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69-Year-Old Virologist Voluntarily Re-Infects Himself With Coronavirus to Test His Immune Response


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Six months after catching the coronavirus, a 69-year-old Russian virologist and researcher exposed himself to patients infected with Covid-19 without any protection to see how his immune system would respond.

 

A former researcher at the Vector Centre of Virology and Biotechnology in Koltsovo, Novosibirsk, Alexander Chepurnov first caught Covid-19 at the end of February 2020.

 

He was on a skiing holiday in  France when he started feeling unwell, with a high fever, sharp chest pain and a complete loss of his sense of smell.

 

There was no way to get a coronavirus test in Europe at the time, so he returned home to Novosibirsk, where he was quickly diagnosed with double pneumonia.

 

He was lucky enough to recover, and a month later an antibody test confirmed that he had been infected with the new virus.

 

“I was the first in my team who had COVID-19,” Chepurnov, who currently works at the Institute of Clinical and Experimental Medicine, told The Komsomolskaya Pravda.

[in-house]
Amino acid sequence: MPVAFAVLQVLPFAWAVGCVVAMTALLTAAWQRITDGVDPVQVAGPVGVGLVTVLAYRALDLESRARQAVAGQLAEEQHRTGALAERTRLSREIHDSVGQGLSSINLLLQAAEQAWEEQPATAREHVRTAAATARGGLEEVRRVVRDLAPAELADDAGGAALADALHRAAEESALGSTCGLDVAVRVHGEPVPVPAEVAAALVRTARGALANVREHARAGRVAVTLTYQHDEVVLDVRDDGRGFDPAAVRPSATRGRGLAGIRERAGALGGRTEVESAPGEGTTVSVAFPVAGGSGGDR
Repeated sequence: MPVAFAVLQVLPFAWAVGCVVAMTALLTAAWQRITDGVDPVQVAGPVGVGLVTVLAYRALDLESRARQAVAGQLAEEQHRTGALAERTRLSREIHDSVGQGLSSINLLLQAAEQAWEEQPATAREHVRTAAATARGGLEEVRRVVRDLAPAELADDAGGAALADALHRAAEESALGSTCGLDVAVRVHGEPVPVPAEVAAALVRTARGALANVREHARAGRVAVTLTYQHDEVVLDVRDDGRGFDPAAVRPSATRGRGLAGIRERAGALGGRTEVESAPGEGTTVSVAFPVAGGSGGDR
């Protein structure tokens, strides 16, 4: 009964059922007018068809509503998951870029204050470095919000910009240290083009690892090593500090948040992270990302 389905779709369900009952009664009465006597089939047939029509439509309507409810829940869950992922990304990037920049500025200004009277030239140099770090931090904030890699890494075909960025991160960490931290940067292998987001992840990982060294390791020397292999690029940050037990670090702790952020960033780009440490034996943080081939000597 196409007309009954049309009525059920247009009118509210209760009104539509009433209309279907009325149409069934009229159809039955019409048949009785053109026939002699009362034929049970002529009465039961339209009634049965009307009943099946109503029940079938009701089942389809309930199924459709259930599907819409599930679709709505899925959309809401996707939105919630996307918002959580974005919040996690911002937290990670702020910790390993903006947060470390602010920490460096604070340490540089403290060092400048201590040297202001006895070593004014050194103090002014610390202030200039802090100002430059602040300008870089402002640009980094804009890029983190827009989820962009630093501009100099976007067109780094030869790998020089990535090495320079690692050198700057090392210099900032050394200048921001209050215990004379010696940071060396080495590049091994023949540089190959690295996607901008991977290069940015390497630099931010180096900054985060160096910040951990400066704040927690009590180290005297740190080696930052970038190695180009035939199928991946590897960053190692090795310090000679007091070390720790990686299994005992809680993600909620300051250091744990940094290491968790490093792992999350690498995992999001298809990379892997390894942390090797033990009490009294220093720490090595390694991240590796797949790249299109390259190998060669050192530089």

We started to follow the way antibodies ‘behaved’, how strong they were, and how long they stayed in the body.

 

The observation showed that they were fast to decrease. By the end of the third month from the moment I felt sick the antibodies were no longer detected.”

 

The discovery worried Chepurnov, who decided to test to see how his immune system would respond when exposed to the novel coronavirus for the second time in just a few months.

 

To that end, the 69-year-old deliberately exposed himself to patients suffering from Covid-19 without any protection.

 

Sadly, his worst fears were confirmed…

 

“My body’s defense fell exactly six months after I got the first infection. The first sign was a sore throat. The nasopharyngeal PCR smear immediately showed a positive reaction to COVID-19 on the 27th cycle, and two days later already on the 17th cycle, which corresponds to a high viral titre’, Chepurnov said.

 

To make matters worse, the second bout of Covid-19 was worse than the first, with the 69-year-old needing hospitalization after his oxygen saturation fell below 93 percent.

 

He had a fever of over 39 degrees Celsius for five days straight, once again lost his sense of smell, his perception of taste changed, and eventually the X-ray showed that he had once again suffered a double pneumonia.

 

Luckily, the ordeal passed rather quickly, as after two weeks Alexander Chepurnov had recovered and the coronavirus was no longer detected in the nasopharyngeal or in other samples.

 

FULL ARTICLE

 

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